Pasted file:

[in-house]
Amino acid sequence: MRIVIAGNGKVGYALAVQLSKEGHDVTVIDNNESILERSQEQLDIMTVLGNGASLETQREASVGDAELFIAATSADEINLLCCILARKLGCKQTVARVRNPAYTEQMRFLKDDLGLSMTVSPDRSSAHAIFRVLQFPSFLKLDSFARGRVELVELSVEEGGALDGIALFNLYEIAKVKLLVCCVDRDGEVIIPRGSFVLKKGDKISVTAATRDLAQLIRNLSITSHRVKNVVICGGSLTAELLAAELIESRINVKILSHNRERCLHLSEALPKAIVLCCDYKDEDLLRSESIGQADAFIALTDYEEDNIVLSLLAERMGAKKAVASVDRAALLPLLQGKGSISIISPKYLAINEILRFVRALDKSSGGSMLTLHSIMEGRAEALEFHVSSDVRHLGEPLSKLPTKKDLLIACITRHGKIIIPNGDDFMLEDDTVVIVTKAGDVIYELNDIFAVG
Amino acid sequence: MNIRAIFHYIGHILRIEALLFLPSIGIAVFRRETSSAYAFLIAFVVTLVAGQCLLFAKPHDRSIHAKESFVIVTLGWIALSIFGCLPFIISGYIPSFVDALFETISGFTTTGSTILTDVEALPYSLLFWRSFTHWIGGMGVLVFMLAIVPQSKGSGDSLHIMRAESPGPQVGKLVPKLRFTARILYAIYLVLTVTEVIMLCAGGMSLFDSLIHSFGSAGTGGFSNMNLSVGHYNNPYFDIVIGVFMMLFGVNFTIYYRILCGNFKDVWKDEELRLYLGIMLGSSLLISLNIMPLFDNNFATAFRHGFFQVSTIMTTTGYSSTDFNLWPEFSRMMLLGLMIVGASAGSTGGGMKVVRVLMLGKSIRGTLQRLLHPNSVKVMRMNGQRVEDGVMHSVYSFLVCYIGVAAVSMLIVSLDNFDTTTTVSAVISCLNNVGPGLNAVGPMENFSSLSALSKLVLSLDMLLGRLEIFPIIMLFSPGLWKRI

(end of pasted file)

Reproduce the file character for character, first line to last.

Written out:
[in-house]
Amino acid sequence: MRIVIAGNGKVGYALAVQLSKEGHDVTVIDNNESILERSQEQLDIMTVLGNGASLETQREASVGDAELFIAATSADEINLLCCILARKLGCKQTVARVRNPAYTEQMRFLKDDLGLSMTVSPDRSSAHAIFRVLQFPSFLKLDSFARGRVELVELSVEEGGALDGIALFNLYEIAKVKLLVCCVDRDGEVIIPRGSFVLKKGDKISVTAATRDLAQLIRNLSITSHRVKNVVICGGSLTAELLAAELIESRINVKILSHNRERCLHLSEALPKAIVLCCDYKDEDLLRSESIGQADAFIALTDYEEDNIVLSLLAERMGAKKAVASVDRAALLPLLQGKGSISIISPKYLAINEILRFVRALDKSSGGSMLTLHSIMEGRAEALEFHVSSDVRHLGEPLSKLPTKKDLLIACITRHGKIIIPNGDDFMLEDDTVVIVTKAGDVIYELNDIFAVG
Amino acid sequence: MNIRAIFHYIGHILRIEALLFLPSIGIAVFRRETSSAYAFLIAFVVTLVAGQCLLFAKPHDRSIHAKESFVIVTLGWIALSIFGCLPFIISGYIPSFVDALFETISGFTTTGSTILTDVEALPYSLLFWRSFTHWIGGMGVLVFMLAIVPQSKGSGDSLHIMRAESPGPQVGKLVPKLRFTARILYAIYLVLTVTEVIMLCAGGMSLFDSLIHSFGSAGTGGFSNMNLSVGHYNNPYFDIVIGVFMMLFGVNFTIYYRILCGNFKDVWKDEELRLYLGIMLGSSLLISLNIMPLFDNNFATAFRHGFFQVSTIMTTTGYSSTDFNLWPEFSRMMLLGLMIVGASAGSTGGGMKVVRVLMLGKSIRGTLQRLLHPNSVKVMRMNGQRVEDGVMHSVYSFLVCYIGVAAVSMLIVSLDNFDTTTTVSAVISCLNNVGPGLNAVGPMENFSSLSALSKLVLSLDMLLGRLEIFPIIMLFSPGLWKRI